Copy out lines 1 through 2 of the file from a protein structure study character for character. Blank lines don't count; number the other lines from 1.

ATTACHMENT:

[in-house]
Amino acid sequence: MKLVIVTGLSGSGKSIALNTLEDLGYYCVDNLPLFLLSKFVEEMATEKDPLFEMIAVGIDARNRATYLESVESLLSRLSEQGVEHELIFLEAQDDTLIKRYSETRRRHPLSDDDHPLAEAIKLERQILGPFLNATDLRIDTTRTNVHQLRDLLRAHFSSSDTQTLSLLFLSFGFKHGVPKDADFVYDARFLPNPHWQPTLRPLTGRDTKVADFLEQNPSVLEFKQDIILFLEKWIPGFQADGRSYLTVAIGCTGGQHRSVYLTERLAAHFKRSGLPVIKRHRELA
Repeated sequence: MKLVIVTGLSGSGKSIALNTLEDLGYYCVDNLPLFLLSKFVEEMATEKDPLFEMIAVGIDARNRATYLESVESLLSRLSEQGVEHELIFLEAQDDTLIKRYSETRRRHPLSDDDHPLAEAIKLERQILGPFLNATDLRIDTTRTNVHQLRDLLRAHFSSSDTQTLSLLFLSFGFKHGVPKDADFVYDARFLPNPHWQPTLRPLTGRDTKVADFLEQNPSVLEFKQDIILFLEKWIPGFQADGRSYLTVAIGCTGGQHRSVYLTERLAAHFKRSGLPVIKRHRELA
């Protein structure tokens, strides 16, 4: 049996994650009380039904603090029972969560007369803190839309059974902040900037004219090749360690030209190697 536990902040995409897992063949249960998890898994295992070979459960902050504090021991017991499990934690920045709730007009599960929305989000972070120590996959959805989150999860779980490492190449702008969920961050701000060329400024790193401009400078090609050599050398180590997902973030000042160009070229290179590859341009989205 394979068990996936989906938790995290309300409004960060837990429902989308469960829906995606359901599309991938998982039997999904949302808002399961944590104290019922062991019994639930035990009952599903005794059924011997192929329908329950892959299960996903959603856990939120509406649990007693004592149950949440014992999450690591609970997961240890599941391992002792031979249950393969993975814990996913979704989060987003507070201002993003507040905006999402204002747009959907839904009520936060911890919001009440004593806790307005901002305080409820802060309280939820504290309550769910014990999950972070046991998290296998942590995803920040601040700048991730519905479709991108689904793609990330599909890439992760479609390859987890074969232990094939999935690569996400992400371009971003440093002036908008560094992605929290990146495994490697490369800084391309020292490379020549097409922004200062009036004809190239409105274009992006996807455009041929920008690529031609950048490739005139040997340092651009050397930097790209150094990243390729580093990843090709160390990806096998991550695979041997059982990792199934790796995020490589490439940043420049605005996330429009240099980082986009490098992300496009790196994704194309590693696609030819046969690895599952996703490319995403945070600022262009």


[in-house]
Amino acid sequence: MKLVIVTGLSGSGKSIALNTLEDLGYYCVDNLPLFLLSKFVEEMATEKDPLFEMIAVGIDARNRATYLESVESLLSRLSEQGVEHELIFLEAQDDTLIKRYSETRRRHPLSDDDHPLAEAIKLERQILGPFLNATDLRIDTTRTNVHQLRDLLRAHFSSSDTQTLSLLFLSFGFKHGVPKDADFVYDARFLPNPHWQPTLRPLTGRDTKVADFLEQNPSVLEFKQDIILFLEKWIPGFQADGRSYLTVAIGCTGGQHRSVYLTERLAAHFKRSGLPVIKRHRELA